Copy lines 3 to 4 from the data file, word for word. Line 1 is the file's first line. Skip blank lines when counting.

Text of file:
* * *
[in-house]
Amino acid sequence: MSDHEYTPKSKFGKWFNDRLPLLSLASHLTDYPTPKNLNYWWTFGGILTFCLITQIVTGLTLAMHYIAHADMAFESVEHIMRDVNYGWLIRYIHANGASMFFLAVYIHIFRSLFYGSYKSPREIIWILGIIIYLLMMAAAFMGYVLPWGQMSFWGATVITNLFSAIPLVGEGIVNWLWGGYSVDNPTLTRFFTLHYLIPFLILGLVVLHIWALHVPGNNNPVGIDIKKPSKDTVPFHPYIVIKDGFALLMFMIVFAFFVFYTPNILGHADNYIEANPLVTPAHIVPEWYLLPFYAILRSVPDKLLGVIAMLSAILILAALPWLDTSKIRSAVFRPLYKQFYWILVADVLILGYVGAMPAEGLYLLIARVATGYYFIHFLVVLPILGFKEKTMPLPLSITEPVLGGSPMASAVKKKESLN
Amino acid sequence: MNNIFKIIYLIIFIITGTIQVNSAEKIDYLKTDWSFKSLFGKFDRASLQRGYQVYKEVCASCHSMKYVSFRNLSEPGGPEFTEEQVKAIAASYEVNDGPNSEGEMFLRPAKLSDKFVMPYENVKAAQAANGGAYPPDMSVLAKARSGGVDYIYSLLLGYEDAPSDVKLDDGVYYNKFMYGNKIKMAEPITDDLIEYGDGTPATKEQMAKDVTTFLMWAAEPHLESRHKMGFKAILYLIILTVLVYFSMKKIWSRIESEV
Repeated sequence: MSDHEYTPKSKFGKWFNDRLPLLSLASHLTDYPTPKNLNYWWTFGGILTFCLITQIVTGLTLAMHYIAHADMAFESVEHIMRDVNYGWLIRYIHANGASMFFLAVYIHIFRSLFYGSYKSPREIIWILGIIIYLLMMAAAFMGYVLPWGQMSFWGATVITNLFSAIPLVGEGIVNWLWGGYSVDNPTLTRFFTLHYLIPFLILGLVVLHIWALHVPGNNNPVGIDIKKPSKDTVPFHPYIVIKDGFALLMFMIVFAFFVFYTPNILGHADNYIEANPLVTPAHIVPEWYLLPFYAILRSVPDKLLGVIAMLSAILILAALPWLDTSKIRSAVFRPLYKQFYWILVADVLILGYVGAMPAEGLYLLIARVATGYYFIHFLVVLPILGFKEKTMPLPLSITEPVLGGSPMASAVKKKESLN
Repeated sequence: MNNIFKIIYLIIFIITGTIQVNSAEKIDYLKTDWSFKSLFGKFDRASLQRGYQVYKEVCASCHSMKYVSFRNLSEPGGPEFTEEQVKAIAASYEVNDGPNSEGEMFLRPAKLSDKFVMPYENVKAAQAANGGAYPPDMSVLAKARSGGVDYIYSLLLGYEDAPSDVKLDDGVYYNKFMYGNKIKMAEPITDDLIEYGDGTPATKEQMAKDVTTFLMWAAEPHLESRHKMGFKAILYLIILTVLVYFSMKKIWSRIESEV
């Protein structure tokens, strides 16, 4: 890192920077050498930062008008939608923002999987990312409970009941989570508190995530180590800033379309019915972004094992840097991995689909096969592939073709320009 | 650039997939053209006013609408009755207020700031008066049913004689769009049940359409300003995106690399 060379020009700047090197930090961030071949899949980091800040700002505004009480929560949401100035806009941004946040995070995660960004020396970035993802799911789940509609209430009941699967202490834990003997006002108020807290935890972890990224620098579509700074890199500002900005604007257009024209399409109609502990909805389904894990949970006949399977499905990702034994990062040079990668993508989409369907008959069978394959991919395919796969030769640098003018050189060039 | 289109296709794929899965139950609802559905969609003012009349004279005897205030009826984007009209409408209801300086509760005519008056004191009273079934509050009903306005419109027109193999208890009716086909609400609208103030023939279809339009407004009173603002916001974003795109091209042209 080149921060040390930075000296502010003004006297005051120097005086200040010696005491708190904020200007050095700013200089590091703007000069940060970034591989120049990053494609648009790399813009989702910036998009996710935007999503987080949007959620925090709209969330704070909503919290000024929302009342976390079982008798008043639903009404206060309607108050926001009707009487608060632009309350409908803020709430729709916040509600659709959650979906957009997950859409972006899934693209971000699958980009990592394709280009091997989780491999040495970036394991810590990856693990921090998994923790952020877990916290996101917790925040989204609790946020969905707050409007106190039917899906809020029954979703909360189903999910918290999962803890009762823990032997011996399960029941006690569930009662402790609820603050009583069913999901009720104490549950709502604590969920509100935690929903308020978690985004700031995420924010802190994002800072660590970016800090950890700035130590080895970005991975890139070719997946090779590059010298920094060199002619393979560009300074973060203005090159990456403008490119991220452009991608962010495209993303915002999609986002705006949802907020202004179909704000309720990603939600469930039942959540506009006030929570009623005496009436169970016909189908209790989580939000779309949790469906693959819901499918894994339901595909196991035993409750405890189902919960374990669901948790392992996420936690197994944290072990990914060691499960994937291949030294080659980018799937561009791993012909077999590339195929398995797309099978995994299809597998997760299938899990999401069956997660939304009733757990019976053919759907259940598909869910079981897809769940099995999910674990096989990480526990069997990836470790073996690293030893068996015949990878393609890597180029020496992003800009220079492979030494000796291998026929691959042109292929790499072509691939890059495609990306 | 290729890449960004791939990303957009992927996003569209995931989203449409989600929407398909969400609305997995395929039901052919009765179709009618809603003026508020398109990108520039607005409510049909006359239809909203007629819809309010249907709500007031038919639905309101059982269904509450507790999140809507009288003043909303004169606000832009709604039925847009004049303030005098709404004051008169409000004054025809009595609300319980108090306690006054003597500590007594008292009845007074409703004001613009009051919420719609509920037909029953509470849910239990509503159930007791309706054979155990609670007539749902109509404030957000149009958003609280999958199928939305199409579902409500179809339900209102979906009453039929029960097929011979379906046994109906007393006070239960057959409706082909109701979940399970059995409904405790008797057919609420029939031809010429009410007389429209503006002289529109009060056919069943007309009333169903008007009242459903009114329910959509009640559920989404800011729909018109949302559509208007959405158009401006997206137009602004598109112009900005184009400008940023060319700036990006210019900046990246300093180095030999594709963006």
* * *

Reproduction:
Amino acid sequence: MNNIFKIIYLIIFIITGTIQVNSAEKIDYLKTDWSFKSLFGKFDRASLQRGYQVYKEVCASCHSMKYVSFRNLSEPGGPEFTEEQVKAIAASYEVNDGPNSEGEMFLRPAKLSDKFVMPYENVKAAQAANGGAYPPDMSVLAKARSGGVDYIYSLLLGYEDAPSDVKLDDGVYYNKFMYGNKIKMAEPITDDLIEYGDGTPATKEQMAKDVTTFLMWAAEPHLESRHKMGFKAILYLIILTVLVYFSMKKIWSRIESEV
Repeated sequence: MSDHEYTPKSKFGKWFNDRLPLLSLASHLTDYPTPKNLNYWWTFGGILTFCLITQIVTGLTLAMHYIAHADMAFESVEHIMRDVNYGWLIRYIHANGASMFFLAVYIHIFRSLFYGSYKSPREIIWILGIIIYLLMMAAAFMGYVLPWGQMSFWGATVITNLFSAIPLVGEGIVNWLWGGYSVDNPTLTRFFTLHYLIPFLILGLVVLHIWALHVPGNNNPVGIDIKKPSKDTVPFHPYIVIKDGFALLMFMIVFAFFVFYTPNILGHADNYIEANPLVTPAHIVPEWYLLPFYAILRSVPDKLLGVIAMLSAILILAALPWLDTSKIRSAVFRPLYKQFYWILVADVLILGYVGAMPAEGLYLLIARVATGYYFIHFLVVLPILGFKEKTMPLPLSITEPVLGGSPMASAVKKKESLN